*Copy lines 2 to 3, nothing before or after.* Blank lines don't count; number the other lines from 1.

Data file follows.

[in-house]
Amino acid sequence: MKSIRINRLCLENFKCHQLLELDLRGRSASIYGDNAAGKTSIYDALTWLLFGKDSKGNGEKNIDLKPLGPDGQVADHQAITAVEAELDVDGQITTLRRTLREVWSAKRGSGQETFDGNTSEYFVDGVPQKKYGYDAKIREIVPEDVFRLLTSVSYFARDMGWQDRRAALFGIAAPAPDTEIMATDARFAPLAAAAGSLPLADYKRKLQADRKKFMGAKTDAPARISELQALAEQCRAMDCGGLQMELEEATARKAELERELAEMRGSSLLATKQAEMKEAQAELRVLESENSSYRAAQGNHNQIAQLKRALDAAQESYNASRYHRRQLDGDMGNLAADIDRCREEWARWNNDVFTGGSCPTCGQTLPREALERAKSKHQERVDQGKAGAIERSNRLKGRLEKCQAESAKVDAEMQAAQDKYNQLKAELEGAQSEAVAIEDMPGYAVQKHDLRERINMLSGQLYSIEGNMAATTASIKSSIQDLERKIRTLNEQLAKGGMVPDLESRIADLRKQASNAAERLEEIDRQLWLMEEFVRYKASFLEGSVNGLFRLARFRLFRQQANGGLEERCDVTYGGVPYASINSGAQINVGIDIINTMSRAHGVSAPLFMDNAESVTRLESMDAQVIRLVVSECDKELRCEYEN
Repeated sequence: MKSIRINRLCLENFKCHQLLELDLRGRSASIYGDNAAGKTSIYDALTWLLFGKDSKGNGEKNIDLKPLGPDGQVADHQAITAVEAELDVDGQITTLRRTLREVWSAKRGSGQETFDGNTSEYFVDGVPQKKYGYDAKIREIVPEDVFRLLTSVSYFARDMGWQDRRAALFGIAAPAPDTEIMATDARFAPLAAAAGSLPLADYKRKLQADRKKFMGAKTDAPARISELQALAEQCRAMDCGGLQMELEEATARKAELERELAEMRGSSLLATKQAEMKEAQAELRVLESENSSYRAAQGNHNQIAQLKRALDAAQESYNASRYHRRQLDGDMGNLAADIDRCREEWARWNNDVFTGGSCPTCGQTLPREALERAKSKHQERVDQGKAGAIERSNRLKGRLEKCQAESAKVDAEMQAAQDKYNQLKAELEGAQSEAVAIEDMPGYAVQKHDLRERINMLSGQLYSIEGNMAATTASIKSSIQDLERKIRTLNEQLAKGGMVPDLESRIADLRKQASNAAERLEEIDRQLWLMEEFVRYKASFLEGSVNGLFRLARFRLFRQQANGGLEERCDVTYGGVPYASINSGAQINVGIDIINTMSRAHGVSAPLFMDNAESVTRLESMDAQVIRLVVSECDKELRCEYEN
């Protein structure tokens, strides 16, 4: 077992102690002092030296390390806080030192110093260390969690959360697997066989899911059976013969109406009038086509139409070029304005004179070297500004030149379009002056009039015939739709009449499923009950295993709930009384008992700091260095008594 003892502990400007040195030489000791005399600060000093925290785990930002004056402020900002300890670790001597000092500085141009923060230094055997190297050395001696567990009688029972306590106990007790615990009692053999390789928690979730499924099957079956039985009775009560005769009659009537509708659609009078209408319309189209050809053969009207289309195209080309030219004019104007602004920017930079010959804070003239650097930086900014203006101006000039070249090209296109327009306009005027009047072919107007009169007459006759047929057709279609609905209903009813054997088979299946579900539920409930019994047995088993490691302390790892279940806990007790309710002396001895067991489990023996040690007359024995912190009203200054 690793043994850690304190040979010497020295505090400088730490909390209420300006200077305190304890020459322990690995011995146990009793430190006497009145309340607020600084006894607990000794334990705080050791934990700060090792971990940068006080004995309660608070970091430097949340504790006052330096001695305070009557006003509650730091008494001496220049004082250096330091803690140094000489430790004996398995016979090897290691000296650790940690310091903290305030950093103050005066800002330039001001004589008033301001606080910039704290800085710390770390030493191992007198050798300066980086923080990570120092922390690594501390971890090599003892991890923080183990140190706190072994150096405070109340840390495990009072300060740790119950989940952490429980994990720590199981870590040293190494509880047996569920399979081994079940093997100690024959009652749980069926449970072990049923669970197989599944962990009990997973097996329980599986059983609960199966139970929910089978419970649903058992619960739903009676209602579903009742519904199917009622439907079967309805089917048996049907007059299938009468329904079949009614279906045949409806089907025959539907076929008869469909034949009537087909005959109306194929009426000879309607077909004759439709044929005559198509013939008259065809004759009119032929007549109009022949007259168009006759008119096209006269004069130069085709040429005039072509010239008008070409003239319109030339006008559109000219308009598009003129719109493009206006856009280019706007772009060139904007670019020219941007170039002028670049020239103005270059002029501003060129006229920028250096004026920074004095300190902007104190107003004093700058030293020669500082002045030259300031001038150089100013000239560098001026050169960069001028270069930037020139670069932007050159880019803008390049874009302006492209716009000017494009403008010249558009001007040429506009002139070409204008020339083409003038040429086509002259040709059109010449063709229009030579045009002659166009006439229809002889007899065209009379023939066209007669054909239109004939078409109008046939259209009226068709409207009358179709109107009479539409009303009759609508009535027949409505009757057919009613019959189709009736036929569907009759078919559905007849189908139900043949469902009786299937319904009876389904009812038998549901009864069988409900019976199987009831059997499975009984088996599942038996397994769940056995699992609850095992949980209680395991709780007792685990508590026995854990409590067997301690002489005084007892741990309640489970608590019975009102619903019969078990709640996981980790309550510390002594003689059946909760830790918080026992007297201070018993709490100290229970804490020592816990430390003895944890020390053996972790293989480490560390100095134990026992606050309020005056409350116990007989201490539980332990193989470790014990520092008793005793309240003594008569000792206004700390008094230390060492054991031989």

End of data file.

Amino acid sequence: MKSIRINRLCLENFKCHQLLELDLRGRSASIYGDNAAGKTSIYDALTWLLFGKDSKGNGEKNIDLKPLGPDGQVADHQAITAVEAELDVDGQITTLRRTLREVWSAKRGSGQETFDGNTSEYFVDGVPQKKYGYDAKIREIVPEDVFRLLTSVSYFARDMGWQDRRAALFGIAAPAPDTEIMATDARFAPLAAAAGSLPLADYKRKLQADRKKFMGAKTDAPARISELQALAEQCRAMDCGGLQMELEEATARKAELERELAEMRGSSLLATKQAEMKEAQAELRVLESENSSYRAAQGNHNQIAQLKRALDAAQESYNASRYHRRQLDGDMGNLAADIDRCREEWARWNNDVFTGGSCPTCGQTLPREALERAKSKHQERVDQGKAGAIERSNRLKGRLEKCQAESAKVDAEMQAAQDKYNQLKAELEGAQSEAVAIEDMPGYAVQKHDLRERINMLSGQLYSIEGNMAATTASIKSSIQDLERKIRTLNEQLAKGGMVPDLESRIADLRKQASNAAERLEEIDRQLWLMEEFVRYKASFLEGSVNGLFRLARFRLFRQQANGGLEERCDVTYGGVPYASINSGAQINVGIDIINTMSRAHGVSAPLFMDNAESVTRLESMDAQVIRLVVSECDKELRCEYEN
Repeated sequence: MKSIRINRLCLENFKCHQLLELDLRGRSASIYGDNAAGKTSIYDALTWLLFGKDSKGNGEKNIDLKPLGPDGQVADHQAITAVEAELDVDGQITTLRRTLREVWSAKRGSGQETFDGNTSEYFVDGVPQKKYGYDAKIREIVPEDVFRLLTSVSYFARDMGWQDRRAALFGIAAPAPDTEIMATDARFAPLAAAAGSLPLADYKRKLQADRKKFMGAKTDAPARISELQALAEQCRAMDCGGLQMELEEATARKAELERELAEMRGSSLLATKQAEMKEAQAELRVLESENSSYRAAQGNHNQIAQLKRALDAAQESYNASRYHRRQLDGDMGNLAADIDRCREEWARWNNDVFTGGSCPTCGQTLPREALERAKSKHQERVDQGKAGAIERSNRLKGRLEKCQAESAKVDAEMQAAQDKYNQLKAELEGAQSEAVAIEDMPGYAVQKHDLRERINMLSGQLYSIEGNMAATTASIKSSIQDLERKIRTLNEQLAKGGMVPDLESRIADLRKQASNAAERLEEIDRQLWLMEEFVRYKASFLEGSVNGLFRLARFRLFRQQANGGLEERCDVTYGGVPYASINSGAQINVGIDIINTMSRAHGVSAPLFMDNAESVTRLESMDAQVIRLVVSECDKELRCEYEN